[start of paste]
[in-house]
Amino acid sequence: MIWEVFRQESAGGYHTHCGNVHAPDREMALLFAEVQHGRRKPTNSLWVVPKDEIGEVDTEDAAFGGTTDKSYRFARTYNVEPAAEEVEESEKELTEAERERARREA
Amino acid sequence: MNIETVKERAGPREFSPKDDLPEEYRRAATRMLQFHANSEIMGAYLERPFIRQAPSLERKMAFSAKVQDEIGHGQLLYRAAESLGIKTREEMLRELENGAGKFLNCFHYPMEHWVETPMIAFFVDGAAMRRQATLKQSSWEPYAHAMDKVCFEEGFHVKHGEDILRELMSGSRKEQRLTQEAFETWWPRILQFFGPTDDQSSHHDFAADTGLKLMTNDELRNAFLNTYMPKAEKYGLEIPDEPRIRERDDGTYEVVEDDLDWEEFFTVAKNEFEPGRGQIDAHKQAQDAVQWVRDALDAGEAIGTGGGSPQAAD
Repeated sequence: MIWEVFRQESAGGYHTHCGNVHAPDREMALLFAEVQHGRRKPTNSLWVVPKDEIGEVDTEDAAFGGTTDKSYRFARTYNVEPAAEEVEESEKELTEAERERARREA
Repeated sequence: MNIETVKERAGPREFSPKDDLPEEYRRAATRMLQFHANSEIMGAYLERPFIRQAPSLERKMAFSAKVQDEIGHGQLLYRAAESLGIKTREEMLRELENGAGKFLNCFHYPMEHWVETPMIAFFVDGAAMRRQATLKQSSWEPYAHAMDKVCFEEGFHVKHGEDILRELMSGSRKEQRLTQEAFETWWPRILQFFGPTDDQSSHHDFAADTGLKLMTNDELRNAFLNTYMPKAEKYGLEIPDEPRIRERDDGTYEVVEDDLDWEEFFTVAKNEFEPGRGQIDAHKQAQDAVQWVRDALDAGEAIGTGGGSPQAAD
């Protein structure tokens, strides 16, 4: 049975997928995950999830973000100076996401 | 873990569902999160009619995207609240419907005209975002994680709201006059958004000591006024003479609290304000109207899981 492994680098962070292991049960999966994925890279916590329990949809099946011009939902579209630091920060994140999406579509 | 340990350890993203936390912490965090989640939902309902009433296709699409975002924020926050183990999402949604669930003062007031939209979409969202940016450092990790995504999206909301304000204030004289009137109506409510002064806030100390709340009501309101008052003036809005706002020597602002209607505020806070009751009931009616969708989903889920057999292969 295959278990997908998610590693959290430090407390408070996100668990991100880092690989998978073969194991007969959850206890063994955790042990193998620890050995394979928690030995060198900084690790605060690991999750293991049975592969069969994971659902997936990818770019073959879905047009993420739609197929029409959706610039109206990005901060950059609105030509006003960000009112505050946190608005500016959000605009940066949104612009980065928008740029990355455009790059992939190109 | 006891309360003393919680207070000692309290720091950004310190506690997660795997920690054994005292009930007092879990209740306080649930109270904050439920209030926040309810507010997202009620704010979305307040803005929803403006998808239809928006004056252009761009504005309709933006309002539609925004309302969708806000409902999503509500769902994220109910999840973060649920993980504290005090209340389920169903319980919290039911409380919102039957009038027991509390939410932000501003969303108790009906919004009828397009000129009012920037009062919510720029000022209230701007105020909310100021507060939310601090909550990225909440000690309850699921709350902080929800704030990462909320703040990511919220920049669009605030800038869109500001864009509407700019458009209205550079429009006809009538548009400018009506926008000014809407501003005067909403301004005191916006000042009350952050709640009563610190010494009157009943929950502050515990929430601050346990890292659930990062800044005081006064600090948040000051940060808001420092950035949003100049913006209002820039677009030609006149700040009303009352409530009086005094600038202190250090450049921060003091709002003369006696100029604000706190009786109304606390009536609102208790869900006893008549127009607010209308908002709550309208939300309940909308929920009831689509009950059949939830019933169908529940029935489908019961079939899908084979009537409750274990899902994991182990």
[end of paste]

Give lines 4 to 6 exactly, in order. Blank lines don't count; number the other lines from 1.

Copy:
Repeated sequence: MIWEVFRQESAGGYHTHCGNVHAPDREMALLFAEVQHGRRKPTNSLWVVPKDEIGEVDTEDAAFGGTTDKSYRFARTYNVEPAAEEVEESEKELTEAERERARREA
Repeated sequence: MNIETVKERAGPREFSPKDDLPEEYRRAATRMLQFHANSEIMGAYLERPFIRQAPSLERKMAFSAKVQDEIGHGQLLYRAAESLGIKTREEMLRELENGAGKFLNCFHYPMEHWVETPMIAFFVDGAAMRRQATLKQSSWEPYAHAMDKVCFEEGFHVKHGEDILRELMSGSRKEQRLTQEAFETWWPRILQFFGPTDDQSSHHDFAADTGLKLMTNDELRNAFLNTYMPKAEKYGLEIPDEPRIRERDDGTYEVVEDDLDWEEFFTVAKNEFEPGRGQIDAHKQAQDAVQWVRDALDAGEAIGTGGGSPQAAD
């Protein structure tokens, strides 16, 4: 049975997928995950999830973000100076996401 | 873990569902999160009619995207609240419907005209975002994680709201006059958004000591006024003479609290304000109207899981 492994680098962070292991049960999966994925890279916590329990949809099946011009939902579209630091920060994140999406579509 | 340990350890993203936390912490965090989640939902309902009433296709699409975002924020926050183990999402949604669930003062007031939209979409969202940016450092990790995504999206909301304000204030004289009137109506409510002064806030100390709340009501309101008052003036809005706002020597602002209607505020806070009751009931009616969708989903889920057999292969 295959278990997908998610590693959290430090407390408070996100668990991100880092690989998978073969194991007969959850206890063994955790042990193998620890050995394979928690030995060198900084690790605060690991999750293991049975592969069969994971659902997936990818770019073959879905047009993420739609197929029409959706610039109206990005901060950059609105030509006003960000009112505050946190608005500016959000605009940066949104612009980065928008740029990355455009790059992939190109 | 006891309360003393919680207070000692309290720091950004310190506690997660795997920690054994005292009930007092879990209740306080649930109270904050439920209030926040309810507010997202009620704010979305307040803005929803403006998808239809928006004056252009761009504005309709933006309002539609925004309302969708806000409902999503509500769902994220109910999840973060649920993980504290005090209340389920169903319980919290039911409380919102039957009038027991509390939410932000501003969303108790009906919004009828397009000129009012920037009062919510720029000022209230701007105020909310100021507060939310601090909550990225909440000690309850699921709350902080929800704030990462909320703040990511919220920049669009605030800038869109500001864009509407700019458009209205550079429009006809009538548009400018009506926008000014809407501003005067909403301004005191916006000042009350952050709640009563610190010494009157009943929950502050515990929430601050346990890292659930990062800044005081006064600090948040000051940060808001420092950035949003100049913006209002820039677009030609006149700040009303009352409530009086005094600038202190250090450049921060003091709002003369006696100029604000706190009786109304606390009536609102208790869900006893008549127009607010209308908002709550309208939300309940909308929920009831689509009950059949939830019933169908529940029935489908019961079939899908084979009537409750274990899902994991182990």